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Active BodiesA History of Women’s Physical Education in Twentieth-Century America$
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Martha H. Verbrugge

Print publication date: 2012

Print ISBN-13: 9780195168792

Published to Oxford Scholarship Online: September 2012

DOI: 10.1093/acprof:oso/9780195168792.001.0001

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PRINTED FROM OXFORD SCHOLARSHIP ONLINE (oxford.universitypressscholarship.com). (c) Copyright Oxford University Press, 2021. All Rights Reserved. An individual user may print out a PDF of a single chapter of a monograph in OSO for personal use. date: 30 November 2021

“Who is that woman?”

“Who is that woman?”

Female Physical Educators, 1890s–1940s

(p.14) 1 “Who is that woman?”
Active Bodies

Martha H. Verbrugge

Oxford University Press

Chapter 1 opens with a brief history of physical education as a profession in the United States from the 1890s through 1940s. It then focuses on white and black women who became gym teachers during these decades: their upbringing, interests, training, employment, work-related challenges (such as inadequate resources, facilities, and administrative authority), professional activities, and personal lives. As second-class members of a new, seemingly non-academic field, early female physical educators emphasized notions of gender to accommodate as well as resist the disadvantages they faced at educational institutions. The chapter includes biographical sketches of prominent and lesser-known women; data on the careers and marital status of physical education graduates of several Midwestern universities; and detailed descriptions of the hiring process at Hampton Institute and Spelman College.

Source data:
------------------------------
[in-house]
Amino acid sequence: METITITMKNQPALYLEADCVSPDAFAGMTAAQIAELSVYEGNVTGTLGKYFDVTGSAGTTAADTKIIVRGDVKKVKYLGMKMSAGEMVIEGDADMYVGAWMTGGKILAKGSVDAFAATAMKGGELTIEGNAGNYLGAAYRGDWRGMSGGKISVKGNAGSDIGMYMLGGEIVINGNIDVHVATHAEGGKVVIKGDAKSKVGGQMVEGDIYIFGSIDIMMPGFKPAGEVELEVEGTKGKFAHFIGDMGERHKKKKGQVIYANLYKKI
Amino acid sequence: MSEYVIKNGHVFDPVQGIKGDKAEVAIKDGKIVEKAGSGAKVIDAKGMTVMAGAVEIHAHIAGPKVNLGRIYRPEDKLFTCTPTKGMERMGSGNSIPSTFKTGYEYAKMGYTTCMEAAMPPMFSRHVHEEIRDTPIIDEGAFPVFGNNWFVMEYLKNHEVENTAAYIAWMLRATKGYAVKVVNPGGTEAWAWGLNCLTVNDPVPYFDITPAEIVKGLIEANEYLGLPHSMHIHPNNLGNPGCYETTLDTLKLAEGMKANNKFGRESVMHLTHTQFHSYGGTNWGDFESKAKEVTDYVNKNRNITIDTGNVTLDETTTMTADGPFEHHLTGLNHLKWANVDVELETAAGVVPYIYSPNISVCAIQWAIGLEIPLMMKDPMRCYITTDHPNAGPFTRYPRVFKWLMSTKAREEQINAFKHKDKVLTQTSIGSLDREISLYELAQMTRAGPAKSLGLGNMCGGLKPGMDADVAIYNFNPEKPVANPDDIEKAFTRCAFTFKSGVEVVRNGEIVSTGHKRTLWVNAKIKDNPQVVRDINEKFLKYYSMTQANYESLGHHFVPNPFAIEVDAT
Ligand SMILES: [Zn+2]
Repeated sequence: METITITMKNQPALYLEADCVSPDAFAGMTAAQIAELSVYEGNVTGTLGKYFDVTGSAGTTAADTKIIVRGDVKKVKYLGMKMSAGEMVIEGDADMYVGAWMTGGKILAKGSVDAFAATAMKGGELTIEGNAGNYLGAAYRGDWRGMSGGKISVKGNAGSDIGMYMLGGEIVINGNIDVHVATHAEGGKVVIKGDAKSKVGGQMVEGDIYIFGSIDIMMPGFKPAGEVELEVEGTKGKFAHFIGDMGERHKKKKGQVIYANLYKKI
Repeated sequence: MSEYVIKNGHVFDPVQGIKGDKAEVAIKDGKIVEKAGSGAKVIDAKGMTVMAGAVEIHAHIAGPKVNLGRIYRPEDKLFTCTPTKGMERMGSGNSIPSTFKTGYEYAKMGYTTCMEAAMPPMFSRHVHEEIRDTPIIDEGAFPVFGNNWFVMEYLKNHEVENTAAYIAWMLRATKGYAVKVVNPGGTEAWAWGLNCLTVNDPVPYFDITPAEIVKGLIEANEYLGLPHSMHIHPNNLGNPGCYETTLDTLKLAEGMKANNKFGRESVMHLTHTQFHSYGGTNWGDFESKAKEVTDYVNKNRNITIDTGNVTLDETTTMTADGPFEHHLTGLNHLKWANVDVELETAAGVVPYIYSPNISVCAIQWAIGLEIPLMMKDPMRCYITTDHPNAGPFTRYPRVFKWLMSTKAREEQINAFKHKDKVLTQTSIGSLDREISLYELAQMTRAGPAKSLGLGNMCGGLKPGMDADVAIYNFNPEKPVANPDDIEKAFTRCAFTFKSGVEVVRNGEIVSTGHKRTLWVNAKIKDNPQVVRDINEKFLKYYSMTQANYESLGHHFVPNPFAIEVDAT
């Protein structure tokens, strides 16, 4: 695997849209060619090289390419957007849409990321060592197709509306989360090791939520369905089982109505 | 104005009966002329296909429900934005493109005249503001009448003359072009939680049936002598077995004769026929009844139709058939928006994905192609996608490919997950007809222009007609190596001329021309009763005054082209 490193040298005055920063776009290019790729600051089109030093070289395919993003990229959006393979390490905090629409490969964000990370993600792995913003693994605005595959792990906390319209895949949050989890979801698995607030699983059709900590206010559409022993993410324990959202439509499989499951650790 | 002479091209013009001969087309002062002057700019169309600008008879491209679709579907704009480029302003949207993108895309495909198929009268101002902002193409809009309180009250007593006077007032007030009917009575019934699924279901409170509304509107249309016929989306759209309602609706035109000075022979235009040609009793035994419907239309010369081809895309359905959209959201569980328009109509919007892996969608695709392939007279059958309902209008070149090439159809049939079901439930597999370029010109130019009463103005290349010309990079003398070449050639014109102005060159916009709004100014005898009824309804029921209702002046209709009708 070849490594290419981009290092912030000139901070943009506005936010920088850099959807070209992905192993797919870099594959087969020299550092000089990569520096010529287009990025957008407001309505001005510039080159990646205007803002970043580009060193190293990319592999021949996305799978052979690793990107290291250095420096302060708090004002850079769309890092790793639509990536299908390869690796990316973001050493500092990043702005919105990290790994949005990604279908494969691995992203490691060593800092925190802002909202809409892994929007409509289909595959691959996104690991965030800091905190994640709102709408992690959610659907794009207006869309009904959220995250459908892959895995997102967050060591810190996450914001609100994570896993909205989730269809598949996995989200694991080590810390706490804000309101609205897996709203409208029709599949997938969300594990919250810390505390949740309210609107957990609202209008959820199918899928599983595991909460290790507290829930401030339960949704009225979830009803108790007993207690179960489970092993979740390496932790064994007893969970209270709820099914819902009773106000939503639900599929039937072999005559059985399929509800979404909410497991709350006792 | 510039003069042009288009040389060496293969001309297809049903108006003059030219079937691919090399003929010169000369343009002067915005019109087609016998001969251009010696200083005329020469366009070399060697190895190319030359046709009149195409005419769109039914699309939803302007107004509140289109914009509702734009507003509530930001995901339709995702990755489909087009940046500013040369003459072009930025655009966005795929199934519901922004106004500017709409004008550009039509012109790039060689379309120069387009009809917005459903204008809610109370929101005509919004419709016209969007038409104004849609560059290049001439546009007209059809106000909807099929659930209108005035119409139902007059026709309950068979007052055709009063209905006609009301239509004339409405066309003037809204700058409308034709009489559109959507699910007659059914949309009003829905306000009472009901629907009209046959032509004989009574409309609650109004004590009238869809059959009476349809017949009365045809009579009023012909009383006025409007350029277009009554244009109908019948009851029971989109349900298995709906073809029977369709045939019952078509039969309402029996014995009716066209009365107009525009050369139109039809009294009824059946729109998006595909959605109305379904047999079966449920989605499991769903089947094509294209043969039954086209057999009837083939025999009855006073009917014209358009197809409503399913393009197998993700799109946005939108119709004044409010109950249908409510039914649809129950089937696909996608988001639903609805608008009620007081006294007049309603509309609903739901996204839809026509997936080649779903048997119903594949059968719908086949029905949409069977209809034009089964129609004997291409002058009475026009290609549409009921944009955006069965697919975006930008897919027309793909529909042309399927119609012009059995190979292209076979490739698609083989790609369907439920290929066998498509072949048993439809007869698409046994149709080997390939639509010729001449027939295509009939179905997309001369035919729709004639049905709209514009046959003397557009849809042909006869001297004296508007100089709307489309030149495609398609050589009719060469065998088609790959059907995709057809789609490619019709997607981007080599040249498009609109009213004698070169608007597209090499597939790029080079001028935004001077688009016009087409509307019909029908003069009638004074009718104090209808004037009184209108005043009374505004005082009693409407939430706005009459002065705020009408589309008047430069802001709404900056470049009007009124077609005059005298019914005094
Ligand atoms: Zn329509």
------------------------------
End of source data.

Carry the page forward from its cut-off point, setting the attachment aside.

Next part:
Keywords:   history of physical education, women gym teachers, teacher training, marital status, Hampton Institute, Spelman College

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